New tremors in Dagestan show Russia's fault lines
Islamic rebels launch a second raid Sept. 4, fueling fears Moscow may want a state of emergency.
War is sweeping into Russia's troubled southern province of Dagestan once again, threatening to draw in neighboring Chechnya and making a mockery of Moscow's claims of victory over insurgents. The turmoil raises fears that the Kremlin may declare a state of emergency, endangering Russia's fragile political stability.
The thousands of Islamic fighters who invaded Dagestan from Chechnya over the weekend of Sept. 4-5 appear deeply entrenched in at least one district of the tiny Caspian Sea republic. Hours before the incursion began, a car bomb demolished a building housing Russian military families in central Dagestan, killing 64 people.
In Moscow, President Boris Yeltsin summoned his Security Council into urgent session Sept. 7 and said the military was partly to blame for Russia's second battlefield humiliation in less than a month. "How is it that in Dagestan we have lost an entire district? This can only be explained by the carelessness of the military," the ITAR-Tass new agency quoted Yeltsin as saying.
Though details remain sketchy, military officials in Moscow say 1,500 federal troops, plus local police and armed volunteers, are preparing an assault on villages held by the insurgents.
"Instability is spreading in the mountain regions of Dagestan, and the character of the fighting could change from guerrilla raids to full-scale war," says Alexander Iskandaryan, deputy director of the independent Center for Caucasian Studies here. The rebels are demanding the departure of Russian troops and the creation of an Islamic superstate in the north Caucasus.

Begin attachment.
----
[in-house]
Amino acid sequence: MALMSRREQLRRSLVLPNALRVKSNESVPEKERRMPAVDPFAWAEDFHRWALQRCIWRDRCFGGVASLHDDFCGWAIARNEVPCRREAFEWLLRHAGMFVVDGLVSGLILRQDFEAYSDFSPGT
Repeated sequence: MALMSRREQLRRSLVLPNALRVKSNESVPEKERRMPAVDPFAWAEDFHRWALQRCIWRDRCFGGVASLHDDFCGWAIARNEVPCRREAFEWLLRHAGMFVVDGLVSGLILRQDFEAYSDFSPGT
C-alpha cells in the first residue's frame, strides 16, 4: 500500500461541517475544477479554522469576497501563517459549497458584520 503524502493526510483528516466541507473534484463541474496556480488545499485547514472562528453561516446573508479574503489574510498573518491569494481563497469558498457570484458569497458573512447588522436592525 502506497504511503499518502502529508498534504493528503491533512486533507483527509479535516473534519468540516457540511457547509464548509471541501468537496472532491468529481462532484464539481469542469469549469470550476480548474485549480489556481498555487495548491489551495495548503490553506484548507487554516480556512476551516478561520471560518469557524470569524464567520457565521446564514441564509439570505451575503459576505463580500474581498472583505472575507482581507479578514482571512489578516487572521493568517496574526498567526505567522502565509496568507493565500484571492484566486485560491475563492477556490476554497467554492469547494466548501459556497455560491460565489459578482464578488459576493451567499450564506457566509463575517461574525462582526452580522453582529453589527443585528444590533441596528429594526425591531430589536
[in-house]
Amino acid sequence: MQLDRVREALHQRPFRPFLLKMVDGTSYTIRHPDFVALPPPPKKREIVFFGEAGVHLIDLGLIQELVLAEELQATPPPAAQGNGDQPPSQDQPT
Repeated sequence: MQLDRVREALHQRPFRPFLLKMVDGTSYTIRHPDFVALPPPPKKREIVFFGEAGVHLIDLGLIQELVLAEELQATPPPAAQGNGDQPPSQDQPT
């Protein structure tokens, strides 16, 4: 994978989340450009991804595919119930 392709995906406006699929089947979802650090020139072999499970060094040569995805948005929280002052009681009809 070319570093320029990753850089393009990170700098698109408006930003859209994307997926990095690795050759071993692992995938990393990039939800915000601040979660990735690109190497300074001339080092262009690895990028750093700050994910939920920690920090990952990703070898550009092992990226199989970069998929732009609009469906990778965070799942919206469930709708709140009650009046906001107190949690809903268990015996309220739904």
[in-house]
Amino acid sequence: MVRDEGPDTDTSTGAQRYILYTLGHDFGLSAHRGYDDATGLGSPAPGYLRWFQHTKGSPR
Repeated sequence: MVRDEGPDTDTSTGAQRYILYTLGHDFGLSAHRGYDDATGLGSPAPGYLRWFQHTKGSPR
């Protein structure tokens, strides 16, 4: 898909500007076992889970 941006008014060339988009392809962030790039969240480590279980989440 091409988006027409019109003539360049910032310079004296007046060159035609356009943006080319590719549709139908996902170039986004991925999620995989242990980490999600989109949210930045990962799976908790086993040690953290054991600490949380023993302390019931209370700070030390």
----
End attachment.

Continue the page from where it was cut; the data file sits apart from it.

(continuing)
The latest events look like a rerun of last month's rebel raid, led by Chechen warlord Shamil Basayev and Khattab, a Jordanian-born follower of the strict Wahhabi sect of Islam. Wahhabi adherents also control parts of central Dagestan. After two weeks of fighting, Russian forces retook four villages the guerrillas had seized and declared victory. But critics insisted the rebels simply slipped away.
"The Russian military blundered badly in August, and they seem to be repeating all the same mistakes today," says Vladimir Pribuilovsky, director of Panorama, a private Moscow think tank. "We know that Shamil Basayev and his men drove away ... while Russian forces kept bombarding empty villages into rubble for days. Can it be our military is that stupid?"
Mr. Pribuilovsky says the scope of military incompetence raises the question of whether some Russian political forces are deliberately fueling instability in the Caucasus. "You have to wonder if this is being stage-managed to create a situation where a state of emergency could be declared and the Kremlin could put off elections." Anti-Kremlin candidates seem to have an early lead in the Dec. 19 parliamentary elections. Some members of Mr. Yeltsin's inner circle, under investigation for corruption, are reported to be nervous at the prospect of his leaving office in June.
Still, Russians blame outside forces for the turmoil, especially Chechens seeking to break out of their isolation. Russian officials claim Islamic mercenaries from as far afield as Pakistan, Afghanistan, and Saudi Arabia are involved in Dagestan. Analysts say external forces are definitely involved, but the causes of the conflict are mostly indigenous. Dagestan, a tiny republic with 32 ethnic groups, is one of Russia's poorest regions. Unemployment hovers near 80 percent, and the average monthly income is just $18.
"Dagestan need not be lost to Russia, but we must develop a strategy that provides economic and social development," Pribuilovsky says. "If Moscow offers nothing but air raids and bombardments as the solution to their problems, the war will surely spread."
(c) Copyright 1999. The Christian Science Publishing Society